The squares are made individually then joined together.
There is a minor conflict between the mathematics of the design and the numbers needed to make squares lie flat. The squares do not lie flat automatically but can be blocked flat.
We do not recommend using this design as a wall-hanging as any undulations may reappear.
21 squares worked using the same stitch throughout.
The construction of the squares is a little unconventional and is explained in detail in the instructions.
For many years mathematicians had tried to find the smallest number of different squares needed to make a larger square. In 1939 Roland Sprague did it using 55 squares. Nearly 40 years later, A.J.W.Duijvestjin found the solution shown here. It uses 21 different squares. No one has yet found a solution with fewer squares.
In 1997 we made Square Deal, which was our first afghan based on this design.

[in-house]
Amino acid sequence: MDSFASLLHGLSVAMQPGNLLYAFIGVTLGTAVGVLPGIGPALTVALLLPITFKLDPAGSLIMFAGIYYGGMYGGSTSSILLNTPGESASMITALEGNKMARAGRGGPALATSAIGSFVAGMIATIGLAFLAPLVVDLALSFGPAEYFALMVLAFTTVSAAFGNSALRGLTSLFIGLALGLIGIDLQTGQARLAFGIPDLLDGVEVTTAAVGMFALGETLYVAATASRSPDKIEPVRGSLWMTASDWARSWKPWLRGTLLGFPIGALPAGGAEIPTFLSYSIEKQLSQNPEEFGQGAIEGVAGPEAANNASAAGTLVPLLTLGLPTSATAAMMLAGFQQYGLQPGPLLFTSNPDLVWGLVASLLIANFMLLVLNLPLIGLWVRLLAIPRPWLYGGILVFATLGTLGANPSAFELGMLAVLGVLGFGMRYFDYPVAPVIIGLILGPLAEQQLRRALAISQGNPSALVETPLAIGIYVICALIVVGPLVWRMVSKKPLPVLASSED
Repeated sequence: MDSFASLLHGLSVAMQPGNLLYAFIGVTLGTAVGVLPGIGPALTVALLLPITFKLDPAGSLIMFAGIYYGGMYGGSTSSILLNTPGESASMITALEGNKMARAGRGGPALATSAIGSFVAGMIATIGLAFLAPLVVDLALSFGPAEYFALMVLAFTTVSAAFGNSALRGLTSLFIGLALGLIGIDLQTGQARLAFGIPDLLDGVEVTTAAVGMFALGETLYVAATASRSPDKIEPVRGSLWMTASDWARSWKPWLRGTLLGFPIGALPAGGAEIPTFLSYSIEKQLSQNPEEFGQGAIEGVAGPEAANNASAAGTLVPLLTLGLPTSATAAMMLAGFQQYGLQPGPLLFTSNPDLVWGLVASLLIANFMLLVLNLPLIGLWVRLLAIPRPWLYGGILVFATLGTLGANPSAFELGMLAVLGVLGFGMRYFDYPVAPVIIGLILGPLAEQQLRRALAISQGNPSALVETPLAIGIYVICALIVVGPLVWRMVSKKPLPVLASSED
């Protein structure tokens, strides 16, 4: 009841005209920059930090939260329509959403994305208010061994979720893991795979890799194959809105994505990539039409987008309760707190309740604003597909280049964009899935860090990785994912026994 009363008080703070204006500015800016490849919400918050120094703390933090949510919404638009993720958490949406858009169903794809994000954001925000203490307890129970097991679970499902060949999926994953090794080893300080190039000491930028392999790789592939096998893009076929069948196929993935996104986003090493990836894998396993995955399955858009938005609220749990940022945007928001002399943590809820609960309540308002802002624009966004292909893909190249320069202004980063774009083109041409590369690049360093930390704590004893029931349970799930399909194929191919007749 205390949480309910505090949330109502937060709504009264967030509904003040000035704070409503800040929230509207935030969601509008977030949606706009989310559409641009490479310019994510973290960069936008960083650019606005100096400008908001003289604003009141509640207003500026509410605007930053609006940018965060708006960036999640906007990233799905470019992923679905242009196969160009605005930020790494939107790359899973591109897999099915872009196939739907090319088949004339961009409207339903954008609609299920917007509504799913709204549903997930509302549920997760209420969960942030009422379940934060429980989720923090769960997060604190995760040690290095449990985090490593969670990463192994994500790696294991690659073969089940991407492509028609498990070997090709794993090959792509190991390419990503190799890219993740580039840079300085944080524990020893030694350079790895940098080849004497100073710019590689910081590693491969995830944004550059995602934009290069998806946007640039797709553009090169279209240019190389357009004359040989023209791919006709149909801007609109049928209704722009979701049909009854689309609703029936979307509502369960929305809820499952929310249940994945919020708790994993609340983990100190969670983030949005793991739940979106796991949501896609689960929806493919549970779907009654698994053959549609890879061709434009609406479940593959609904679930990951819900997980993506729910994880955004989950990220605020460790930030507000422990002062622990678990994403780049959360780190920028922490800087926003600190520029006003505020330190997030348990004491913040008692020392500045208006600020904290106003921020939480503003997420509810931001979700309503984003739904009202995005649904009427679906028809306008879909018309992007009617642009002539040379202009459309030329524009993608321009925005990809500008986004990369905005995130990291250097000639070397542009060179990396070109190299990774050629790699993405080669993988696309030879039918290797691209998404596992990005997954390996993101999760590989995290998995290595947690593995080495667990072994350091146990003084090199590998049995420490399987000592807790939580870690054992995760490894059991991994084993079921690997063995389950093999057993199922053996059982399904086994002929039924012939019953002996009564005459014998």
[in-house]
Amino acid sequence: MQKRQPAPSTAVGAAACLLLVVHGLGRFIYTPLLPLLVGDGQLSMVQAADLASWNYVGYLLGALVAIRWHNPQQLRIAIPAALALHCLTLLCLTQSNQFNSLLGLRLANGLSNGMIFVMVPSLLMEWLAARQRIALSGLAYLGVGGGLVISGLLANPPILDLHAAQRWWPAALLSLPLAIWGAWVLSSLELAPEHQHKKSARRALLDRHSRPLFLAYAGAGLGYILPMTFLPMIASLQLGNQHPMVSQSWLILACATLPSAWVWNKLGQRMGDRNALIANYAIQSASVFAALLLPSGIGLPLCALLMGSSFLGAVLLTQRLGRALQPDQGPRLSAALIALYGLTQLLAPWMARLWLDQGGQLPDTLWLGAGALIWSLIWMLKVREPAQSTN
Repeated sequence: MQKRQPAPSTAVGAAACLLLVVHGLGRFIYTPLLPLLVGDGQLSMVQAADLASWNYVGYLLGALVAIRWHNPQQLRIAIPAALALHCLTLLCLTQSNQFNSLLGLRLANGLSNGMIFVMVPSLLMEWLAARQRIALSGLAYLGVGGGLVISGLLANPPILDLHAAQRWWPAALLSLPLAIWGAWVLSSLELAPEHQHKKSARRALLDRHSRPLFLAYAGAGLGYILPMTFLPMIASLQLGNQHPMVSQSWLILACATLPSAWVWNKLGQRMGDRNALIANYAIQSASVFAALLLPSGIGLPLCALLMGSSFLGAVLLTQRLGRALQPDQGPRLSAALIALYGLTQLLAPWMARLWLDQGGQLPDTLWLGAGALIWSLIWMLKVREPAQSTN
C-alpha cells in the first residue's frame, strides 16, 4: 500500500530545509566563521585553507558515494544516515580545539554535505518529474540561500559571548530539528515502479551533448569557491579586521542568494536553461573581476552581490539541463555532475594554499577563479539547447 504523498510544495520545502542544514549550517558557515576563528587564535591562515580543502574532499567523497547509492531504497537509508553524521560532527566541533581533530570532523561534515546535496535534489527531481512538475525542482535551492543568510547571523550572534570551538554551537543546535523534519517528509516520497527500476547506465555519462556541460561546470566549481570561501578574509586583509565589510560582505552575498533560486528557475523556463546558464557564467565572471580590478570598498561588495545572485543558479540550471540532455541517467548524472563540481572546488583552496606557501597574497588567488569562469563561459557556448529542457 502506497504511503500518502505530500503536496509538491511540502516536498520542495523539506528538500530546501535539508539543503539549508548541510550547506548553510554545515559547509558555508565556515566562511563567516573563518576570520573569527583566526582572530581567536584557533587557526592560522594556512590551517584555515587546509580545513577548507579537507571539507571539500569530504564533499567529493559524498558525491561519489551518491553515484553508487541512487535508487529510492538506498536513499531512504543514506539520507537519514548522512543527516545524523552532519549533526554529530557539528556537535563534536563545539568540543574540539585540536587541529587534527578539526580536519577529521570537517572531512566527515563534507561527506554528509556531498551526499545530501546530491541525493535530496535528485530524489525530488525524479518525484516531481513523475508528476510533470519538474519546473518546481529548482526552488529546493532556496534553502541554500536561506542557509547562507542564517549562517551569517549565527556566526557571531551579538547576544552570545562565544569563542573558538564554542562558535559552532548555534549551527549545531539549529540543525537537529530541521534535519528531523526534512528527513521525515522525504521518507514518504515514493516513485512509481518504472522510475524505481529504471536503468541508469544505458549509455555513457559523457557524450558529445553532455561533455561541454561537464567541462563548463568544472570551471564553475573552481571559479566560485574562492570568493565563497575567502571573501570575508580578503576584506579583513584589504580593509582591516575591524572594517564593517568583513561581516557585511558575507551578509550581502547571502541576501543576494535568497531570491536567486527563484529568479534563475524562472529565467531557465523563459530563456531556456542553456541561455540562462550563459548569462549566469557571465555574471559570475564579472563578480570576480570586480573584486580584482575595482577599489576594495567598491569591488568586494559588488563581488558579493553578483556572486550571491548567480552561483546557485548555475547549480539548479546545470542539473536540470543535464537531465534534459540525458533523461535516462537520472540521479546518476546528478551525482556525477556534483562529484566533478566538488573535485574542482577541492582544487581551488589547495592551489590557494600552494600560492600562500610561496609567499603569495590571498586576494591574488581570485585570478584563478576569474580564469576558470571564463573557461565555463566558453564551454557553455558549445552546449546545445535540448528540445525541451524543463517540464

In 2011 the afghan was mentioned in a book called Crafting By Concepts. This inspired us to revisit the design and create the crochet version. It is easy to identify the 21 squares as the number of rounds of crochet in each square corresponds to the unit size given in the diagram. Each square starts in the same way with the next size up having an extra band in a new colour.
The crochet squares accurately represent the relative sizes of the squares. This means that they do not conform to any of the conventional ways of making squares. There is conflict between the two sets of calculations. We could not find any other kind of square that would work exactly without making an afghan that was much too big for practical use.